So I think there’s lots, there’s a really good track record now of those kind of partnerships. And I think you equally see it with competitors. Actually back in that original group, you had both Coke and Pepsi was there too. Now you’ve got things like the climate pledge, which has a whole range of players in the tech and telco sector who are making a pledge together.

And of course, we need in the right way, we need to work together to deliver it because many of us use the same supply or similar suppliers or suppliers in the same part of the world to get the components we need for our value chains. And so together, we’re making a very similar ask of our suppliers, to step up and set their own net zero targets.

And the one bit that is a bit more difficult in the cooperation piece is when you involve your brands. But you need to use your brands, right? Because brands are the ways that you communicate and engage with consumers. They’re the ways that you build trust. They’re the ways that you enable change.

They’re the ways that, Unilever gets Ariel customers to turn their washing machine down 10 degrees. They’re the ways that, BT hopefully gets people to think about buying renewable electricity for charging all their devices at home, including their phones. So we need brands to be able to speak to people at scale and enable change.

But at the same time, it’s hard to do big coalition things in a branded way. And in fact, you, of course, you have to be careful about how you do it. So I think that is where there is some, not tension, but just there’s always a question as to how, to what extent it’s a brand thing versus to what extent it’s a coalition.

[00:13:47] Venkata Gandikota: The question prior to that was, you’re talking about the major drivers, but this what I see is this type of coalition under the NGO umbrella, these would also be, like a major driver, because wanting to be part of it, being part of it and, committing yourself together. But having said that, what do you think would be the major impediments?

To businesses being more sustainable, you have all these supporting you to be more sustainable, but what would you say would be the major impediments and a follow up to that would be, how do you deal with shareholder and other short term financial pressures?

[00:14:22] Andy Wales: So I think that’s it comes back to my earlier point around.

I think the strategy is often relatively clear. The question is always timing. And so I think the question is on impediments is often is less often about actual cash or immediate financial pressures. And it’s more frequently about management time and focus. Classically businesses who are in a challenging space or in a very fast moving market where they need to keep up and innovate, have a challenge with.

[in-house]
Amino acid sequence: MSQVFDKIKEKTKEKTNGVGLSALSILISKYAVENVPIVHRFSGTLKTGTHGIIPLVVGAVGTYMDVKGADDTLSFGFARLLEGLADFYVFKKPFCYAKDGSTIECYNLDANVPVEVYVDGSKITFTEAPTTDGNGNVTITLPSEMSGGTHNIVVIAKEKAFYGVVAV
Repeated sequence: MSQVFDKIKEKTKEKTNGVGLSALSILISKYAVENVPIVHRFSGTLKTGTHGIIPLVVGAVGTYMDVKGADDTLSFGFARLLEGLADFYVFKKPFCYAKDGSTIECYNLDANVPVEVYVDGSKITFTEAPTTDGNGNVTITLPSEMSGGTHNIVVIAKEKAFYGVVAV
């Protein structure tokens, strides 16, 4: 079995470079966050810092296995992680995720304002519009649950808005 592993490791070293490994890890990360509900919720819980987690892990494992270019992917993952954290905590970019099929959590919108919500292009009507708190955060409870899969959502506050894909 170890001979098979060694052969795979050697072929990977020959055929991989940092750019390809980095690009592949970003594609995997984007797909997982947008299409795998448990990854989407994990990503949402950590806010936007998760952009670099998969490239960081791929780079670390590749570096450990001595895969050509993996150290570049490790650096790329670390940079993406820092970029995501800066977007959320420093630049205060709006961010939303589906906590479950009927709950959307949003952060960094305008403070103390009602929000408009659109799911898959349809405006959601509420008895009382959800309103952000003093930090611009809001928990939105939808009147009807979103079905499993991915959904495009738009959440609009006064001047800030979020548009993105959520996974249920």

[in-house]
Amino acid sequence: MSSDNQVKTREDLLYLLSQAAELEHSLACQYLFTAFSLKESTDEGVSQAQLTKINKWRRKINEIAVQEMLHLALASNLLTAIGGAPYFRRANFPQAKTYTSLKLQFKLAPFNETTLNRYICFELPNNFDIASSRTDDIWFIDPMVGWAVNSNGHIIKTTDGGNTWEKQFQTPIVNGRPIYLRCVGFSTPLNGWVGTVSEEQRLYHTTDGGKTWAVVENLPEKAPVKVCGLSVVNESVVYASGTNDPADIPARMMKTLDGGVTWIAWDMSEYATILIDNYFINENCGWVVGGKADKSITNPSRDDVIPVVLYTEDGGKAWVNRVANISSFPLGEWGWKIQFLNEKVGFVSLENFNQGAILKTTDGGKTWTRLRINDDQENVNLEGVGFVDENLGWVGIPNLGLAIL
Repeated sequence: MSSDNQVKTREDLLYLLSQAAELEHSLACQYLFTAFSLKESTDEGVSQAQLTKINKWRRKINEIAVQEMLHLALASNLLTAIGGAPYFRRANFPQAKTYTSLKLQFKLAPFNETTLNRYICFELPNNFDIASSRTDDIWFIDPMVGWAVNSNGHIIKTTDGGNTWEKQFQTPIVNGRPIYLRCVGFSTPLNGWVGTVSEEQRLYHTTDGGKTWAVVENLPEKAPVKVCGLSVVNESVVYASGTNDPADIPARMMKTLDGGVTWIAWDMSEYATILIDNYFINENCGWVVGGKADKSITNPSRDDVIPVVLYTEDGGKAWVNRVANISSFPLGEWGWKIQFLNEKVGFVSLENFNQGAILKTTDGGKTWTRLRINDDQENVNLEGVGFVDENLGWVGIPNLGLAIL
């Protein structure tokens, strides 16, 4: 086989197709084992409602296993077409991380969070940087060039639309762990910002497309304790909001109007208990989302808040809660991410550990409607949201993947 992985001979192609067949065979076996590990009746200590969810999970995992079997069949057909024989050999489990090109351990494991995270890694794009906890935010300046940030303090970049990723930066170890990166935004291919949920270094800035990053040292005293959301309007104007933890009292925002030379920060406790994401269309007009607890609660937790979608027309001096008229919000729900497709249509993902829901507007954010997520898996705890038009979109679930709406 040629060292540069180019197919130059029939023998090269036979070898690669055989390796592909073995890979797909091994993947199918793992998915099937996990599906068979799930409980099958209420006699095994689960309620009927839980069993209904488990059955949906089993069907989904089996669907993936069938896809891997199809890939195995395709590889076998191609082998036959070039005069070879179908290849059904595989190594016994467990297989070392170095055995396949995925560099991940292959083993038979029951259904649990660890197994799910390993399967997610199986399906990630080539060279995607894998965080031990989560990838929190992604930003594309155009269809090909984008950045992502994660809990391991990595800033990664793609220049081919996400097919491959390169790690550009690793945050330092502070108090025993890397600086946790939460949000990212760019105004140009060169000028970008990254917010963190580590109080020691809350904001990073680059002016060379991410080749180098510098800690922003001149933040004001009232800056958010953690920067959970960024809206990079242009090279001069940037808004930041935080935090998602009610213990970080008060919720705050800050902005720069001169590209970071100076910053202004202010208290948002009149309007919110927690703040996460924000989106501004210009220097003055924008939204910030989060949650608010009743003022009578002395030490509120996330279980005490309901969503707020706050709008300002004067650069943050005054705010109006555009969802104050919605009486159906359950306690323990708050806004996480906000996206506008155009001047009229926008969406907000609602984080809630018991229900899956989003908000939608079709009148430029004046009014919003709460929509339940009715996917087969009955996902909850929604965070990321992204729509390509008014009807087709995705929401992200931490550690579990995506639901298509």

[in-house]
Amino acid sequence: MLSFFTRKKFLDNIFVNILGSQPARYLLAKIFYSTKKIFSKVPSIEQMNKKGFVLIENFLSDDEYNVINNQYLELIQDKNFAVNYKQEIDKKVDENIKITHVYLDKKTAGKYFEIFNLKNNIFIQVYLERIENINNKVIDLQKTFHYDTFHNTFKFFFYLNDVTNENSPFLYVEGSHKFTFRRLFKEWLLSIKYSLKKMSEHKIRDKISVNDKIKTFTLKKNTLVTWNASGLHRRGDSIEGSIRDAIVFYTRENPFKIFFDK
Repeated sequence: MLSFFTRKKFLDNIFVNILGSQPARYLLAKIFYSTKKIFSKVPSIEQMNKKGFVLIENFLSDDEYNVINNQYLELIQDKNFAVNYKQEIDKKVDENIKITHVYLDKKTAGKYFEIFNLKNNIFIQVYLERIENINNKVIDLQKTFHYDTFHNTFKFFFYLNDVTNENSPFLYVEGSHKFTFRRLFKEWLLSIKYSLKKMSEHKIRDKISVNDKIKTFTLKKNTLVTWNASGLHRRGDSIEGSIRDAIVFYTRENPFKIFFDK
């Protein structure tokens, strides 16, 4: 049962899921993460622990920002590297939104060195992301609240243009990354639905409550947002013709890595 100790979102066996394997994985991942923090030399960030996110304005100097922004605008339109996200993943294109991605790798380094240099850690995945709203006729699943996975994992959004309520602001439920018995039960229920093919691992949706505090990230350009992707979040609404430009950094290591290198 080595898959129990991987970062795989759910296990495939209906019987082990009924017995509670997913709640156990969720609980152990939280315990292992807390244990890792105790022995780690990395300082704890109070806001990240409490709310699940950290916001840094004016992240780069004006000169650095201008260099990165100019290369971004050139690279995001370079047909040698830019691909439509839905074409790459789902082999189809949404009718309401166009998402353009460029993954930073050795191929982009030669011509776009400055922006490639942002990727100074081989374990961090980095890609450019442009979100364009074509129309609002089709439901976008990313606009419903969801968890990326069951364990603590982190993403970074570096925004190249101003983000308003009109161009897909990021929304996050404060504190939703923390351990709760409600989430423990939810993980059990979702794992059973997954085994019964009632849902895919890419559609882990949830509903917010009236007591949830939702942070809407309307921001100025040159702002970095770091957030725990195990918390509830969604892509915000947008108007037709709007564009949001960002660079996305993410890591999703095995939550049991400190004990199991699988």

Strategic focus, being, having a sharp enough focus, having a clear enough focus, trying to do few enough things extremely well. And so I think that’s the challenge and the answer is typically to pick where you can to pick off your sustainability challenges in sequence, as we have done, for example, BT in climate change, work first on renewable power.

We have the advantage. We started early, more than 10 years ago. Now focus on electric vans and essentially seek to move the market on that bit. And then look at what we will do in terms of enabling our customers to dramatically reduce their emissions, including communicating with consumers. So sometimes it’s a question of prioritization phasing, and sometimes it’s just a question of this becoming being elevated up the corporate strategy and plan for a period of time. So for example, right now in the last two years, BT’s added both digital skills and our carbon emissions to our group scorecard, the eight metrics on which everyone in the business who receives a bonus, gets their annual bonus. It’s in total it’s 5% for each of them, which is at the same level as our fiber build target or our customer MPS targets.

So it’s the same level. So it’s about picking the things they’re gonna make the most difference for that period of time.

[00:15:51] Jaideep Prabhu: So you mentioned the electric vehicles program. I was wondering whether you had any other examples from BT where you know, took both environmental sustainability and social impact into account.

So either from BT or from any one of your previous roles, if you could give us a couple of examples, that would be great.

[00:16:10] Andy Wales: Yes. There is an interaction. So we do a lot with the BT brands, particularly BT EE into lesser extent, Plus Net and using those brand and our brand campaigns to improve our customers and communities digital skills.

So we had a goal we set three or four years ago to reach 10 million people in the UK and help them improve their digital skills. We reached that last year four years ahead of schedule. We’ve now improved it to a 25 million goal of the same period by 2025. And that’s based on the scale of the change the UK needs to see in terms of the productivity impact of better digital skills for customers, domestic customers, and for SMEs. It’s based on an acceleration of our commitment in the context of COVID and lockdown on people having to work from home, use healthcare services online, live their lives online, communicate and live online in a very different way. And so we’ve very dramatically scaled up our work, even running Abbots for a few weeks, for three minutes at a time through ITV, the main commercial station in the UK to get celebrities, to teach people how to use WhatsApp, to talk to their older and vulnerable people to talk to their families, how to d o a GP appointment online, how to do other fill in your request for benefits online, a whole range of things in terms of online need. And we’ve now started to look at how we can use other types of campaigns. They’re not explicitly about digital skills, but to improve people’s digital skills.